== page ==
It seems that Poland wants to wreak vengeance on Russia more than fears opposition over American plans to build missile defense system in Eastern Europe. The chief Polish negotiator said that the former Soviet republic and the U.S. remain undeterred by Russian threat.
Witold Waszczykowski said that Russia has shown a determination to block the planned missile defense project, most recently by suspending its membership in a key European arms control treaty.
In a phone interview with The Associated Press, Waszczykowski said the Polish President Lech Kaczynski and U.S. President George W. Bush discussed their concerns over Russia's move during their meeting in Washington last week and resolved not to be swayed by it.
"During the meeting of Kaczynski and President Bush, we discussed what else the Russians can do to spoil the whole concept, and the straightforward answer was, well, that we will continue," Waszczykowski said.
"Despite Russia trying to spoil this concept, to destroy the whole idea, there is a determination and commitment on the American side to continue the project as they proposed in January of this year," said Waszczykowski, who accompanied Kaczynski to Washington.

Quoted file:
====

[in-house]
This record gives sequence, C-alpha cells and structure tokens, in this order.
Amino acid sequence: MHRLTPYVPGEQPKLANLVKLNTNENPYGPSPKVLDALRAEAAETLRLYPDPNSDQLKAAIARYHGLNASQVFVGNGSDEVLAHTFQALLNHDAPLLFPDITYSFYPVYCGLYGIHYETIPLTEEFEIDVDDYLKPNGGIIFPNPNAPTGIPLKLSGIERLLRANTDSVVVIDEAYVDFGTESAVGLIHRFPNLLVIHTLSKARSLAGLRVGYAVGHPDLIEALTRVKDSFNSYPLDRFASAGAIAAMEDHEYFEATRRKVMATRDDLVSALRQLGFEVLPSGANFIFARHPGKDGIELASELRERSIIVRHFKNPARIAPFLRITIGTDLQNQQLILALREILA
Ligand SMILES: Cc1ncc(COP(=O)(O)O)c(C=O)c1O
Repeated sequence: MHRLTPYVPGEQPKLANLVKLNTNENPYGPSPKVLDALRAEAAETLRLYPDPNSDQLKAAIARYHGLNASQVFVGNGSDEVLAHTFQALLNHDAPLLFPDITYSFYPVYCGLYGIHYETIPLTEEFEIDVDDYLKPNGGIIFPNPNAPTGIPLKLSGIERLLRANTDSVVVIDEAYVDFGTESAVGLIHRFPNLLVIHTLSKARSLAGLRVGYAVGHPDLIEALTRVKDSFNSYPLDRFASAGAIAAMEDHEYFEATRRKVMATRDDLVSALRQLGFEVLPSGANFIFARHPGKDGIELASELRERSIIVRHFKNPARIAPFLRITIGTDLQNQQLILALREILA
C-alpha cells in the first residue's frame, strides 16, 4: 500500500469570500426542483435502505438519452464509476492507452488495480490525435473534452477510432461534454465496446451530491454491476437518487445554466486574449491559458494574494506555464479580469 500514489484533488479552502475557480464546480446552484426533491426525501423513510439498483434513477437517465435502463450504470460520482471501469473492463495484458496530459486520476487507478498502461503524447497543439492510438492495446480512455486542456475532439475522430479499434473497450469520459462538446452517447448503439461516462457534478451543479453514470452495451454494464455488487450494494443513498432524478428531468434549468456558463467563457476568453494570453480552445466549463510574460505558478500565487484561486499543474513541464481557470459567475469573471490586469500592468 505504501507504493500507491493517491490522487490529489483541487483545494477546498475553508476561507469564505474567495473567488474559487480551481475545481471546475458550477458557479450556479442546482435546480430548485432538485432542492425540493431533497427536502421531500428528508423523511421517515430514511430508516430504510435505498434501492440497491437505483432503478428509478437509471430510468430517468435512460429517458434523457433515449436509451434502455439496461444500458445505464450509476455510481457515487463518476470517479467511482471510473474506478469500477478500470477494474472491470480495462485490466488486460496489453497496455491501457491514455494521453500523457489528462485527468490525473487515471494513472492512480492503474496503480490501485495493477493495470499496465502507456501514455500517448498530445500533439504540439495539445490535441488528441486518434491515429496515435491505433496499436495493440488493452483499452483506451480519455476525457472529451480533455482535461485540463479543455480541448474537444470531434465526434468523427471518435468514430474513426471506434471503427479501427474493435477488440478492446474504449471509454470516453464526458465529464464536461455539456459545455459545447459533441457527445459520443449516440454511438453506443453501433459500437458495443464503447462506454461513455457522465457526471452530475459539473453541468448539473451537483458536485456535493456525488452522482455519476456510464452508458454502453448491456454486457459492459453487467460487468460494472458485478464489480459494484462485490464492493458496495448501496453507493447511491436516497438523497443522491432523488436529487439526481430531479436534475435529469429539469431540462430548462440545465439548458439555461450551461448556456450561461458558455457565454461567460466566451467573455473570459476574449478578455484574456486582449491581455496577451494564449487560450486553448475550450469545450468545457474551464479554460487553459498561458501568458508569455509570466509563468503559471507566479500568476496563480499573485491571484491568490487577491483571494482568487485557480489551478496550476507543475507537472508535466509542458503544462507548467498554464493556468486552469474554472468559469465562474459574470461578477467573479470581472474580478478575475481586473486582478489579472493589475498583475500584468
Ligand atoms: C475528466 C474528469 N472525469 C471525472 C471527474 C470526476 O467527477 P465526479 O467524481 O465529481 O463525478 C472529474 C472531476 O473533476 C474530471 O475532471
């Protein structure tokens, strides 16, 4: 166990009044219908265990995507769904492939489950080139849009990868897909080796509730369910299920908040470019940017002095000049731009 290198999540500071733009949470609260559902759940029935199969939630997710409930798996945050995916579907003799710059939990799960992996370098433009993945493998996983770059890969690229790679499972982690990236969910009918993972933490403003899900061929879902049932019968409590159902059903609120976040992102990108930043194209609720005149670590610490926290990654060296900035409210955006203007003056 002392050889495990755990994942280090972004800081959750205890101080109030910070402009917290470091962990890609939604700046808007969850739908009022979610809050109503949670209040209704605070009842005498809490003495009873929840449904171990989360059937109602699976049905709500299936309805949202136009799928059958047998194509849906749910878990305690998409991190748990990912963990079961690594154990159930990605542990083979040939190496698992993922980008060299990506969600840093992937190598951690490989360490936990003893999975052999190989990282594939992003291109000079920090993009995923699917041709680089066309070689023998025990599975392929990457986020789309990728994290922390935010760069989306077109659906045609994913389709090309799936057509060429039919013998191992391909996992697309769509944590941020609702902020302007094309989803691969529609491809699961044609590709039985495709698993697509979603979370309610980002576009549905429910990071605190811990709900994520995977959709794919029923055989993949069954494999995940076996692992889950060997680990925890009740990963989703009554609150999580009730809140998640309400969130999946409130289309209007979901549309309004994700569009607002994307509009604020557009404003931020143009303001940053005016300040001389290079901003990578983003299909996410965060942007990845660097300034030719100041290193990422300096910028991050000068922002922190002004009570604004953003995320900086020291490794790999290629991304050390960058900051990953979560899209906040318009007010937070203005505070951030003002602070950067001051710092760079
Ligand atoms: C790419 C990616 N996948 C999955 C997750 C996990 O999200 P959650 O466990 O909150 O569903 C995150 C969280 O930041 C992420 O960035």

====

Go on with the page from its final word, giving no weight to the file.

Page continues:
The U.S. formally asked Poland in January to let it place 10 interceptors in Poland as part of a system aimed at protecting the U.S. and Europe from future missile attacks from Iran. As part of the system, a radar base would be set up in the Czech Republic.
Poland has not yet given its final decision, but Kaczynski said last week during his trip to the U.S. that a base would be good for Poland and a deal is nearly "a foregone conclusion."
The Kremlin believes that new possible sanctions against Russia may lead to disastrous consequences, as Washington's actions will come contrary to the generally accepted rules of international trade